When Pennsylvania expanded its definition of the 1A phase to correspond with federal guidelines, leaders in Philadelphia’s collar counties were quick to try and manage the public’s expectations.
“Basically, 40% of all Delaware County residents fall into Phase 1A, which means that you got a lot of people who are in this priority group … We got 1,000 vaccines this week, [and] we just don’t have the supply in order to really meet all of these people,” Delaware County Councilmember Kevin Madden said recently. “The reality is there is a nationwide shortage.”
Similar frustration was expressed by Diane M. Ellis-Marseglia, chair of the Bucks County Commissioners. Montgomery County Commissioner Ken Lawrence called the change “tremendously unfair” to essential workers whose public-facing jobs put them at greater risk of exposure in a pandemic.
The commonwealth, however, continues to urge patience. In an email, health department spokesperson Barry Ciccocioppo noted supply limits were evident even before the Centers for Disease Control and Prevention recommended states include people over 65 in the first wave of inoculation.
“As difficult as it may be to hear, patience is required as vaccine providers focus on health care workers who keep us all healthy and our most vulnerable residents who are at higher risk to develop a severe case of COVID-19 and are more likely to die from it,” Ciccocioppo said. “The state’s vaccination plan is designed to save lives.”
The state expects the supply of vaccines to increase as other companies move forward in the process for Federal Drug Administration vaccination approval.
For his part, Ciarrocchi is tired of preaching patience to business leaders and their workers.
“Patience, yes. But you know, the squeaky wheel gets the oil,” he said. “I think we’re at a point where we need to be a little more squeaky across Pennsylvania and figure out what’s going on.”
He’s asking Chamber of Commerce members to write to their politicians and demand better communication regarding vaccine rollout.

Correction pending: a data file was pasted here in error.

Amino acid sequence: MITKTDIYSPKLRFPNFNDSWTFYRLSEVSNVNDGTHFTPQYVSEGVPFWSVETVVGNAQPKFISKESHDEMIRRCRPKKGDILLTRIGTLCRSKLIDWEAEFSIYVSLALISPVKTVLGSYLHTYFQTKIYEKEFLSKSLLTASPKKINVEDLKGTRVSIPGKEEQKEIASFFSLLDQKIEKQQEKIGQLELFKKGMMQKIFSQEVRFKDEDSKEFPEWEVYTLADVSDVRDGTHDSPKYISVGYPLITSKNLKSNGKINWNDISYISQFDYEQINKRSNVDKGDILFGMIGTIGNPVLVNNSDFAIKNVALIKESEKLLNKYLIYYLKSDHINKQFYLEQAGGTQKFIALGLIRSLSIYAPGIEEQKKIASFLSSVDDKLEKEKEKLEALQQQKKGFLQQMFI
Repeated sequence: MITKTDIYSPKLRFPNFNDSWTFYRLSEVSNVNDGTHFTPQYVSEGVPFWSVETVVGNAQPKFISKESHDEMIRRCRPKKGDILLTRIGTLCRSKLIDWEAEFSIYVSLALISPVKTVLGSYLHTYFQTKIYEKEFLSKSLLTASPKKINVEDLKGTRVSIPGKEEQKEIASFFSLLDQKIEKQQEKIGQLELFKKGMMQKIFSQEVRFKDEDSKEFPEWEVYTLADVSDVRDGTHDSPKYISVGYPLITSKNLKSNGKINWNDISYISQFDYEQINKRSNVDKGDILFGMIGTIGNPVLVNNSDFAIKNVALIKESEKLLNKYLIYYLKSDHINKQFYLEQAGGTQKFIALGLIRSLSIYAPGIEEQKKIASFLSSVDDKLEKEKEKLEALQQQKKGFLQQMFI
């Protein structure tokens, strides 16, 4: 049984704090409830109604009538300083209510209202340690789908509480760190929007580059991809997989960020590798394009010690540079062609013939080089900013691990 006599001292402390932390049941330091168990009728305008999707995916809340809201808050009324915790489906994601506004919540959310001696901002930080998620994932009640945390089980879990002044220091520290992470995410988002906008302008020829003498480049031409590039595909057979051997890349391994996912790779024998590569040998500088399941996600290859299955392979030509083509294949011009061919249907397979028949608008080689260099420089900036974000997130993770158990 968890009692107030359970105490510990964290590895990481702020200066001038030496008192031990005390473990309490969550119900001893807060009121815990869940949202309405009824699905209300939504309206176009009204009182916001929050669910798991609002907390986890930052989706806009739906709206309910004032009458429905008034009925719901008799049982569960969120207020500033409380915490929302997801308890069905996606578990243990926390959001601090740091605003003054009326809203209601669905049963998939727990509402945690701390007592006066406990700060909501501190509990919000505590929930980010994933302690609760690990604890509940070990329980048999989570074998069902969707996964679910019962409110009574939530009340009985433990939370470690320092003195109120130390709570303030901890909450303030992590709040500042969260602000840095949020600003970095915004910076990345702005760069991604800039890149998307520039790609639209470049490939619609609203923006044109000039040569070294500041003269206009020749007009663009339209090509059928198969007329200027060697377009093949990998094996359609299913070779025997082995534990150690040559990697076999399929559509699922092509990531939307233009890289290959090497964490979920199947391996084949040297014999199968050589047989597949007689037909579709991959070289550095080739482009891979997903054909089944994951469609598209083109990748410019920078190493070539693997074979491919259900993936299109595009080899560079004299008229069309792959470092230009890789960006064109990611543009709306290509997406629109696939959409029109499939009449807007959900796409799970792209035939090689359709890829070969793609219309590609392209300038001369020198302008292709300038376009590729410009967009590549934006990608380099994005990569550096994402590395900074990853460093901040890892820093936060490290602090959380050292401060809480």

In the meantime, essential workers in the 1B category continue coming to work every day.
Many of Alonzo’s mushroom workers commute to and from multigenerational homes, which has been shown to increase the risk of transmission. This has played a role in motivating workers to get the vaccine as soon as possible because they worry about what could happen the longer they wait, especially with the presence of new COVID-19 variants in the region.
“They could infect their grandparents … Other people are going to work in other communities and other industries and there’s a chance for cross-infection,” said Alonzo. “And then the Hispanic community is tight-knit, so if someone does get coronavirus, there’s a chance that it’s spreading.”
While workers wait for a timeline, their bosses and union leaders press forward with outreach.
Wendell Young IV is president of UFCW Local 1776, which represents 11,000 workers in the Philadelphia region, with more than 60% of its membership working in grocery stores.
Fighting disinformation about what is in the vaccine and side effects is a top priority. The union has used robocalls, texts, and fliers as a way to answer frequently asked questions.
Some businesses are going the extra step. Food processing company JBS, which has a meatpacking plant in Montgomery County, has agreed to pay workers $100 if they roll up their sleeves for a vaccine. Young said JBS workers make up 1,500 of the union’s membership.
“My discussions with these retailers where we represent the workers is they’re ready,” said Young. “They’ve got their websites ready. They’re able to take the reservations there. They’ve got the staff ready.”
They just need the vaccines.